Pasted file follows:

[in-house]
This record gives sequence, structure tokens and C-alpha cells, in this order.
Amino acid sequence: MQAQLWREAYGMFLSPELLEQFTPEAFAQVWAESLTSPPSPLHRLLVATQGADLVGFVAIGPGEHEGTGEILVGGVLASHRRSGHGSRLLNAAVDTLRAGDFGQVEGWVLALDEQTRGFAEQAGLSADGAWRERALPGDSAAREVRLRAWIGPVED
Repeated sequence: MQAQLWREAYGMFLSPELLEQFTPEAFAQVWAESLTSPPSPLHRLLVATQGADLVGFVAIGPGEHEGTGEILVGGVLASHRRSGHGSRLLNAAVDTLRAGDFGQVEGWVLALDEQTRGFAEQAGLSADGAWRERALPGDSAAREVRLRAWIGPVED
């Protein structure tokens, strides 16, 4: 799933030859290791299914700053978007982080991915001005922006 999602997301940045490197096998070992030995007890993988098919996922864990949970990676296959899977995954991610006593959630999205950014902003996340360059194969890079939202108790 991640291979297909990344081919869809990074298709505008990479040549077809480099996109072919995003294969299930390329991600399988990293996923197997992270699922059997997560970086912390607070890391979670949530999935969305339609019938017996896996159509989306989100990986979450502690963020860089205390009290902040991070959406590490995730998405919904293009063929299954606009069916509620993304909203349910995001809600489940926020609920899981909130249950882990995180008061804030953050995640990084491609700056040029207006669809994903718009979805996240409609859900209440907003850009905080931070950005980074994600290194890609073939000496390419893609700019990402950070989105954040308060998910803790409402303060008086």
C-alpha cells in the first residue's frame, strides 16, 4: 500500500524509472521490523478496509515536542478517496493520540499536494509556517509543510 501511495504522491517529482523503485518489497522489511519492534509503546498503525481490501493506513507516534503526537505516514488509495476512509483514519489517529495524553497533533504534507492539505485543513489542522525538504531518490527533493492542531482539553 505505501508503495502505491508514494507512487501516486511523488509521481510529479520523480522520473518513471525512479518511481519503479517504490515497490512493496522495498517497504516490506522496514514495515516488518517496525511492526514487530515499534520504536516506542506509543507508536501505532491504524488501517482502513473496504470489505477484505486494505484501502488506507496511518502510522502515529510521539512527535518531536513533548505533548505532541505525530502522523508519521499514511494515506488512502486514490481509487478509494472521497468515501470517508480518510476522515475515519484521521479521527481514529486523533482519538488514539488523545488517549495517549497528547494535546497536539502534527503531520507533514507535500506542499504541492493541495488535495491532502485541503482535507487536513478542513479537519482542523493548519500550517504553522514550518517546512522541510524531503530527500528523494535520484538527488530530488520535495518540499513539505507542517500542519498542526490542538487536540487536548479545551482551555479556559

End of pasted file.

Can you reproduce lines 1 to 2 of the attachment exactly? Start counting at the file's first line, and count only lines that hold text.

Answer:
[in-house]
This record gives sequence, structure tokens and C-alpha cells, in this order.